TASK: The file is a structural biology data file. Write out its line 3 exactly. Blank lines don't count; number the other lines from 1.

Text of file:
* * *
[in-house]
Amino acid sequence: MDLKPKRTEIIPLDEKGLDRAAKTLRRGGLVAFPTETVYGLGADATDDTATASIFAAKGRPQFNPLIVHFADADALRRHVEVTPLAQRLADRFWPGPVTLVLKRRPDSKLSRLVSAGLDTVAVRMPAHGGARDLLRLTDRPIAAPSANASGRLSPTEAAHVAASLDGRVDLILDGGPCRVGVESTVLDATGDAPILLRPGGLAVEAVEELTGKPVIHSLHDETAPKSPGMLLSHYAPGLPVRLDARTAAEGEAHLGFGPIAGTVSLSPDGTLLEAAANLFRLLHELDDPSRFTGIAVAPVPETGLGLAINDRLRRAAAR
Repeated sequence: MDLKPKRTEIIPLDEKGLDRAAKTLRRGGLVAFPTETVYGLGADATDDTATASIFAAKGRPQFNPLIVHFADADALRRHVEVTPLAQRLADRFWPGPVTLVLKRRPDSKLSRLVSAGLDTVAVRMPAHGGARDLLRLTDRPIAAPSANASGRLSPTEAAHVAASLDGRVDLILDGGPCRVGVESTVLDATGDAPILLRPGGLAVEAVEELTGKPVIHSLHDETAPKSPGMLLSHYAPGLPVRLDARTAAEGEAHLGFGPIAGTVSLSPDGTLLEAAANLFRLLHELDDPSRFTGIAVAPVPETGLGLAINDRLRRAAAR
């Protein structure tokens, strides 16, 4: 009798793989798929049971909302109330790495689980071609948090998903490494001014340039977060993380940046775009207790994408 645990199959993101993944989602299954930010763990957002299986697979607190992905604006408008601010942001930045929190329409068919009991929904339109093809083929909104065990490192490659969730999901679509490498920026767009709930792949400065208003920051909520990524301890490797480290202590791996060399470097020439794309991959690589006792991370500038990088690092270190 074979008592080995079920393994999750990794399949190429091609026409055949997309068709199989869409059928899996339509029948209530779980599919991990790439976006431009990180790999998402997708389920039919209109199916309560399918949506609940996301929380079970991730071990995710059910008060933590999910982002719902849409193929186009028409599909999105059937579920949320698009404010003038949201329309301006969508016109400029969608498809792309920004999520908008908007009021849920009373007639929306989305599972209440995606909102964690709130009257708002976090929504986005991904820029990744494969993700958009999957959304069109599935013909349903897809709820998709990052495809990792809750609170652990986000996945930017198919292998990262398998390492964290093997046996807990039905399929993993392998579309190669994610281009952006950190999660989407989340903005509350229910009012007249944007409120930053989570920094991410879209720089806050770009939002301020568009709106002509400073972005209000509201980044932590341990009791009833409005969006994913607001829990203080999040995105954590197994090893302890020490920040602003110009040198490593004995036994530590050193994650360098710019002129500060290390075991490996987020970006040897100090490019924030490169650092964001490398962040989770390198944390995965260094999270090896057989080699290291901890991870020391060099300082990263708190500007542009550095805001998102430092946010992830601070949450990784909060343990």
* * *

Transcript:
Repeated sequence: MDLKPKRTEIIPLDEKGLDRAAKTLRRGGLVAFPTETVYGLGADATDDTATASIFAAKGRPQFNPLIVHFADADALRRHVEVTPLAQRLADRFWPGPVTLVLKRRPDSKLSRLVSAGLDTVAVRMPAHGGARDLLRLTDRPIAAPSANASGRLSPTEAAHVAASLDGRVDLILDGGPCRVGVESTVLDATGDAPILLRPGGLAVEAVEELTGKPVIHSLHDETAPKSPGMLLSHYAPGLPVRLDARTAAEGEAHLGFGPIAGTVSLSPDGTLLEAAANLFRLLHELDDPSRFTGIAVAPVPETGLGLAINDRLRRAAAR